No smoke without fire

Not dead. (At time of writing.)

Here’s a little insight into how easy it is difficult it is to subvert international news organisations.

Somebody created a twitter account that looked very much like an official Sky News account. It had the Sky News logo as a picture. (I’m not linking to it.) Then they tweeted that Margaret Thatcher had died.

Oh dear.

Cue big excitement behind the scenes of news organisations.

It’s a prime example of how much more important it is to be right than to be first. (Sky News has had ascribed to it the motto “Never wrong for long” i.e. might not be dead now, but will be sometime. Or wrong news now, but we can correct it and then it’ll be fine. To be clear though, Sky wasn’t the culprit in this case. The twitter account was fake.)

Was the incorrect news of Margaret Thatcher’s death broadcast on the BBC?

No.

It did get into the internal system though. But thanks to luck the BBC’s high calibre staff and rigorous checking it never made it on air.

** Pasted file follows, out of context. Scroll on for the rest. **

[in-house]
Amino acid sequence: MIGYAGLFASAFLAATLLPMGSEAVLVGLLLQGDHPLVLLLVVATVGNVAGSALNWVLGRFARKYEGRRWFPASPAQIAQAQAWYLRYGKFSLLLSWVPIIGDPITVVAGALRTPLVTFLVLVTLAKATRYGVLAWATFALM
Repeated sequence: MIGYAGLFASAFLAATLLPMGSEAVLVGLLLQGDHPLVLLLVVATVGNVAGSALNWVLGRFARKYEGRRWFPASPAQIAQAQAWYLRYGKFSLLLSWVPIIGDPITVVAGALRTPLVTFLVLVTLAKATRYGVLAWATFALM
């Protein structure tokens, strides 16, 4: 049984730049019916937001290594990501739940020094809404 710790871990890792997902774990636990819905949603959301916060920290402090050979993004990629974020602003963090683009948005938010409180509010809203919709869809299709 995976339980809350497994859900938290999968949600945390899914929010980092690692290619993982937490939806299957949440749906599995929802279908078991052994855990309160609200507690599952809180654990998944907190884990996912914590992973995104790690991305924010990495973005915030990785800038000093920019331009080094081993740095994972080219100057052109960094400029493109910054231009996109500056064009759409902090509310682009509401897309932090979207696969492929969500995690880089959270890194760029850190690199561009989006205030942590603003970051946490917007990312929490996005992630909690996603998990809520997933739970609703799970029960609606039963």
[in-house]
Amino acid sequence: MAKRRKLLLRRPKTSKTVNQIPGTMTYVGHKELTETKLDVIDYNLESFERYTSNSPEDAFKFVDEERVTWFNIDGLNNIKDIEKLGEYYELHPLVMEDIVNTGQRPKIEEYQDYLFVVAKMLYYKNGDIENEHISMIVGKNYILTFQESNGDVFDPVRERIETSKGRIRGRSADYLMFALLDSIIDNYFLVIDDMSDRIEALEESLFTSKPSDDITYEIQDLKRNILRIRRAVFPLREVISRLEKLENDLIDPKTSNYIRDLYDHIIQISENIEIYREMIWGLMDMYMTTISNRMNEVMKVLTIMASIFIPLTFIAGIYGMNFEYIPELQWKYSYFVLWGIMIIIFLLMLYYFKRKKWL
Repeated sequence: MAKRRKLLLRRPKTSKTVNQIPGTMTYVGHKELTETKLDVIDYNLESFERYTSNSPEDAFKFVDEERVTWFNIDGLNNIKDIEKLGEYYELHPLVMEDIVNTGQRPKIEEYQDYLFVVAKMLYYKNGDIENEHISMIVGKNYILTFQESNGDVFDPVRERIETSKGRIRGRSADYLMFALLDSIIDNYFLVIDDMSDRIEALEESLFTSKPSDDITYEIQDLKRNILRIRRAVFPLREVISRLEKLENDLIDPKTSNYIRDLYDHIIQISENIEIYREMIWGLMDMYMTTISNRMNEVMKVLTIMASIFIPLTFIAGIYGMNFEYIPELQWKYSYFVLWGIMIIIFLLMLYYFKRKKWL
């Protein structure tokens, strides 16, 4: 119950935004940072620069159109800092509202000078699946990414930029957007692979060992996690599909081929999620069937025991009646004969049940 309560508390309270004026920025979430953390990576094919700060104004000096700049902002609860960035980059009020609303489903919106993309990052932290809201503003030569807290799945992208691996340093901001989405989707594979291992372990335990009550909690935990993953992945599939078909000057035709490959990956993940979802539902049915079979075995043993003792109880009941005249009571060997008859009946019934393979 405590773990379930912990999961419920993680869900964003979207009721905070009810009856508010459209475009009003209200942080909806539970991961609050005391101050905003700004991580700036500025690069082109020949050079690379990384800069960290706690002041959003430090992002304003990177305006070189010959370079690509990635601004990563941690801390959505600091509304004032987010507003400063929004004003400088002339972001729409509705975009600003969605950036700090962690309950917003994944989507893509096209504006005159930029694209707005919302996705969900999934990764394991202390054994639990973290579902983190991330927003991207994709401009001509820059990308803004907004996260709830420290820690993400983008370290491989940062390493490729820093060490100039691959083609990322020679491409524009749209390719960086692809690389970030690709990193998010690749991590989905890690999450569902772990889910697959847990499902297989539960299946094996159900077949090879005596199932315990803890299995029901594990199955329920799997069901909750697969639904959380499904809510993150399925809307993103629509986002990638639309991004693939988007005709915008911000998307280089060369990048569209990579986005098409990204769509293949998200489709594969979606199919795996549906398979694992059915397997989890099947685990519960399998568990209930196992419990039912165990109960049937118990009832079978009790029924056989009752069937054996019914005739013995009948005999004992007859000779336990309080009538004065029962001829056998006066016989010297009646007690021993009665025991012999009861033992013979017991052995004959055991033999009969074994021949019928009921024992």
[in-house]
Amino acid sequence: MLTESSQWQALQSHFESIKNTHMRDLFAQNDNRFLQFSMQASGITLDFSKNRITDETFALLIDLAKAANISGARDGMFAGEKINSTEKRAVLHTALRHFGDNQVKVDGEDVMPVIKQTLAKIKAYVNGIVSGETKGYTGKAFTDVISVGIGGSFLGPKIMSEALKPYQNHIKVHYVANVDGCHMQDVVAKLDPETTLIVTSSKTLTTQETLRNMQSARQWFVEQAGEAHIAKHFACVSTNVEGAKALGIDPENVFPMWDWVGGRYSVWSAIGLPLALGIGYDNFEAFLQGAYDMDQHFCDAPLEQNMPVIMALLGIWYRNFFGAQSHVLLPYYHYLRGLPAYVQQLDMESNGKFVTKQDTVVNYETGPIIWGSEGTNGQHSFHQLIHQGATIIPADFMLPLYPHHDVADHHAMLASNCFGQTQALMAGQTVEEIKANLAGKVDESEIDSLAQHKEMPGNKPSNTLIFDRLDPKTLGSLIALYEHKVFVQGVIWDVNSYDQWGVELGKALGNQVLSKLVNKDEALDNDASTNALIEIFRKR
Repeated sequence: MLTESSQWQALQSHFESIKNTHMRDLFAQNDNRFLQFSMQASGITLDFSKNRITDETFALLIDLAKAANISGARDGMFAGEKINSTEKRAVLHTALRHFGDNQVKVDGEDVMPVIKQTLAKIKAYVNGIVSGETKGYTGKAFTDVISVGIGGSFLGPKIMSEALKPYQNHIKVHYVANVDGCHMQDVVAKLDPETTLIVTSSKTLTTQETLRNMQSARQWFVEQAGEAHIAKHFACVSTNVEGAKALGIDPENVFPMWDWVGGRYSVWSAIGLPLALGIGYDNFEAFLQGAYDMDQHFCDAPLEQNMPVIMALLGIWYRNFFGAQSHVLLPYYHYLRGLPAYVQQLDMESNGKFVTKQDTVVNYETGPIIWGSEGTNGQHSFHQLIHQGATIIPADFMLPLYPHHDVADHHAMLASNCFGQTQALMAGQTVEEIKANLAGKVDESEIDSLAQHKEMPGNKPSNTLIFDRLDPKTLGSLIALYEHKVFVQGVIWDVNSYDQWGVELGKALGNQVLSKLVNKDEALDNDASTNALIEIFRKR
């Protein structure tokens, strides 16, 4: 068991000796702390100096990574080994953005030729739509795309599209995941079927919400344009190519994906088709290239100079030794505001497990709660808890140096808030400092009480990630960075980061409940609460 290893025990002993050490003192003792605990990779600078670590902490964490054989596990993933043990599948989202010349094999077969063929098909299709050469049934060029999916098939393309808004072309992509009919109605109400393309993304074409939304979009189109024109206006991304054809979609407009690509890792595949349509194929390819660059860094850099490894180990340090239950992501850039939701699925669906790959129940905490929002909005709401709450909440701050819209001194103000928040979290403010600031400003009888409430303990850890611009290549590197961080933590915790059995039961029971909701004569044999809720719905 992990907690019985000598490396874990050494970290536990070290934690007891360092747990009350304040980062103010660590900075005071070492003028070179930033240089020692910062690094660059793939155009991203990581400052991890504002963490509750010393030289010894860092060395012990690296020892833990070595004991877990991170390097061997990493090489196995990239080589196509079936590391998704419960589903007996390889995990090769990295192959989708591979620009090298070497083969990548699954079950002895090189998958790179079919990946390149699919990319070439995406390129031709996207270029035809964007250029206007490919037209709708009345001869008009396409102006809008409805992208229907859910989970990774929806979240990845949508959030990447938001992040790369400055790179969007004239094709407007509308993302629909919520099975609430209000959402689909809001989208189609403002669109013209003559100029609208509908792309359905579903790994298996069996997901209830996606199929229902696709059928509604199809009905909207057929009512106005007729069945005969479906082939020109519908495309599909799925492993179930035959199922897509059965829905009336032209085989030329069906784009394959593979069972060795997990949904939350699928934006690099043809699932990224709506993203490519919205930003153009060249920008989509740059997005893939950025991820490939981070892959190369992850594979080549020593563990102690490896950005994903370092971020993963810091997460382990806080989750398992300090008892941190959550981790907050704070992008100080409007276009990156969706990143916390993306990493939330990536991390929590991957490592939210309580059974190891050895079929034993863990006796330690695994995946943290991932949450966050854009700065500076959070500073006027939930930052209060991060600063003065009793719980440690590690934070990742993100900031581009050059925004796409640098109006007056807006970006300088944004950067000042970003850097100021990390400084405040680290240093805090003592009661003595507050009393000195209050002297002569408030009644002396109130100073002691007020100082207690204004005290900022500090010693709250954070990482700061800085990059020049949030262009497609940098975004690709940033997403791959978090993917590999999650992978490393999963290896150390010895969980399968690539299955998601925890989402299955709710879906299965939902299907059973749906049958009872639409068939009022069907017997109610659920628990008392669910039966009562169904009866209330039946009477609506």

Other news organisations were not so lucky rigorous,  were fooled by the fake Twitter account and evidently did not bother verifying the story with other sources.

News organisations like Swedish newspaper Skövde Nyhete and Sean Hannity (no Sean, Sky wasn’t hacked, you just didn’t check). ABC reporters too. Other Twitter users, some famous, also retweeted the fake news – only to retract it later.

Social networks are all the rage these days. News spreads fast. It circumvents official channels. It makes a mockery of Iranian government efforts to suppress news of the recent earthquake. The Arab Spring benefited from it. Rioters in England used it to mobilise mobs this time a year ago. It’s an alternative to the mainstream “lamestream” managed flow of information through the traditional news organisations.

And yet…